Yesterday the U.S. Court of Appeals for the Ninth Circuit sent the Bush Administration's revised automotive fuel economy standards back to the Department of Transportation for reconsideration. Under the Bush Administration, the DoT modestly tightened the fuel economy standards governing light trucks, but also increased the flexibility afforded automakers by basing future light-truck fuel economy standards on vehicle size, rather than an overall fleet average.
In this case, Center for Biological Diversity v. National Highway Traffic Safety Administration, several states and environmental groups challenged the Bush Administration's new federal fuel economy standards for light trucks on several grounds, including the failure to fulfill the requirements of the Energy Policy Conservation Act or comply with the National Environmental Impact Statement. The court, in an opinion by Judge Betty Fletcher, ruled favorably on most of the challenges.
We hold that the Final Rule is arbitrary and capricious, contrary to the EPCA in its failure to monetize the value of carbon missions, failure to set a backstop, failure to close the SUV loophole, and failure to set fuel economy standards for all vehicles in the 8,500 to 10,000 gross vehicle weight rating ("GVWR") class. We also hold that the Environmental Assessment was inadequate and that Petitioners have raised a substantial question as to whether the Final Rule may have a significant impact on the environment. Therefore, we remand to NHTSA to promulgate new standards as expeditiously as possible and to prepare a full Environmental Impact Statement.Senior Sixth Circuit Judge Eugene Siler (sitting by designation) dissented in part, objecting only to the court's conclusion that the failure to include a "backstop" was arbitrary and capricious. In a one paragraph opinion, Judge Siler said he did not find this aspect of the rule arbitrary because such a backstop was not required by the authorizing statute.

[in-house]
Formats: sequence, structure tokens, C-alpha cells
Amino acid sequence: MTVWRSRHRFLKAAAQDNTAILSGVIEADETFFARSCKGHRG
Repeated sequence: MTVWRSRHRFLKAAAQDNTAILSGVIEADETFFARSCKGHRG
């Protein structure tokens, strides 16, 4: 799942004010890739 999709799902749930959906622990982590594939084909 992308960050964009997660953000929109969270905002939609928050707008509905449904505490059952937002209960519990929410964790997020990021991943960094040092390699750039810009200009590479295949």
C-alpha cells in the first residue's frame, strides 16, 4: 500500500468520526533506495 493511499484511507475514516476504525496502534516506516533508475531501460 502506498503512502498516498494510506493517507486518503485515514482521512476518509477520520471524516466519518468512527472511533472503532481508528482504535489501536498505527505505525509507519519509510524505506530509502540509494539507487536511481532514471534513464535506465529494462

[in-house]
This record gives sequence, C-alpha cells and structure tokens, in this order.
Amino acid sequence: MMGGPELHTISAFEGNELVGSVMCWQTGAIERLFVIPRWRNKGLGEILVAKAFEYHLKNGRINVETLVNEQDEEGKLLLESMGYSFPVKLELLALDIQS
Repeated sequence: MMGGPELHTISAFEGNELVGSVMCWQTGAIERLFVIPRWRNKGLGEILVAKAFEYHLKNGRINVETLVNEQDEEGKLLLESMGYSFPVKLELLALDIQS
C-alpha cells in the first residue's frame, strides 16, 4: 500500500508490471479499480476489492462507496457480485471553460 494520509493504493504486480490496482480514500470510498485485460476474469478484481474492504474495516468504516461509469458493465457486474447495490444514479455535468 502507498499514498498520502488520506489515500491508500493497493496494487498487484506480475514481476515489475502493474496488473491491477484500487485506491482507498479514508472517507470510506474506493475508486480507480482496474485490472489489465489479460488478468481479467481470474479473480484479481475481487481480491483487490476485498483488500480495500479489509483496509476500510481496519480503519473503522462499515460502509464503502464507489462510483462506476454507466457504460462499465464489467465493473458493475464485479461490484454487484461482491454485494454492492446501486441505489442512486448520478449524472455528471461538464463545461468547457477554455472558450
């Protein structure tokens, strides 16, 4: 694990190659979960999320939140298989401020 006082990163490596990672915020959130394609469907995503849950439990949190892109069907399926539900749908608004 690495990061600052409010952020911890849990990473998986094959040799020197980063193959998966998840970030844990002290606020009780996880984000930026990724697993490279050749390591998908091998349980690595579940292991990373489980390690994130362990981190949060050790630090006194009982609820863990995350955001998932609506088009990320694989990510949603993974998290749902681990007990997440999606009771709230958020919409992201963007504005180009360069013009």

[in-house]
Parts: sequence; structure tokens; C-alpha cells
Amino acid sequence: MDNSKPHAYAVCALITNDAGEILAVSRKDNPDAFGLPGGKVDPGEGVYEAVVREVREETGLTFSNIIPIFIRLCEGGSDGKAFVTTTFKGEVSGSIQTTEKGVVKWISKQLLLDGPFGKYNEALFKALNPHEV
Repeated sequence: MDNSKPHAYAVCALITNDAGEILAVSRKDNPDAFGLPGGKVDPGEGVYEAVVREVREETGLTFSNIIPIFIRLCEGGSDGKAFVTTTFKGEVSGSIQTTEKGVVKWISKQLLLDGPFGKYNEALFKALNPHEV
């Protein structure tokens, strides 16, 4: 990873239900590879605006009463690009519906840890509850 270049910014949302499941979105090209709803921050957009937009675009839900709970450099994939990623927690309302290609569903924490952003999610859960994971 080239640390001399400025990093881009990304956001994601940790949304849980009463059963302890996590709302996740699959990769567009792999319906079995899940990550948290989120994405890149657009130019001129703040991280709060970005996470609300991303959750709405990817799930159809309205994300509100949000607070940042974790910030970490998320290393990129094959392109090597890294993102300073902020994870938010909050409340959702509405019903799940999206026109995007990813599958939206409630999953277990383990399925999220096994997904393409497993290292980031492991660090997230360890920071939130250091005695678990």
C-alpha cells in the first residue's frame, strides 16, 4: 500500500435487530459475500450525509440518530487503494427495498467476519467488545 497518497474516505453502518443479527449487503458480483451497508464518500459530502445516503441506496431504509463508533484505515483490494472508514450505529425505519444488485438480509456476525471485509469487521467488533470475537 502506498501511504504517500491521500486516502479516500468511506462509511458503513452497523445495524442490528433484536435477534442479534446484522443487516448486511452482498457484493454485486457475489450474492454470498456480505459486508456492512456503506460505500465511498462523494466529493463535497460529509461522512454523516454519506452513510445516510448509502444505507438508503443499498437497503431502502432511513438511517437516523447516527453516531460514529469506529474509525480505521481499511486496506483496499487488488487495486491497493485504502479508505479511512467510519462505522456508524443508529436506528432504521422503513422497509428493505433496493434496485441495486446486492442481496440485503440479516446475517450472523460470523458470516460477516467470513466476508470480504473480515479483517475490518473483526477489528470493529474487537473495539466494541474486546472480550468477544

The decision was covered in the New York Times, and prompted commentary on the Warming Law blog (see also here). Time permitting, I'll have more to say about this interesting and important decision as well.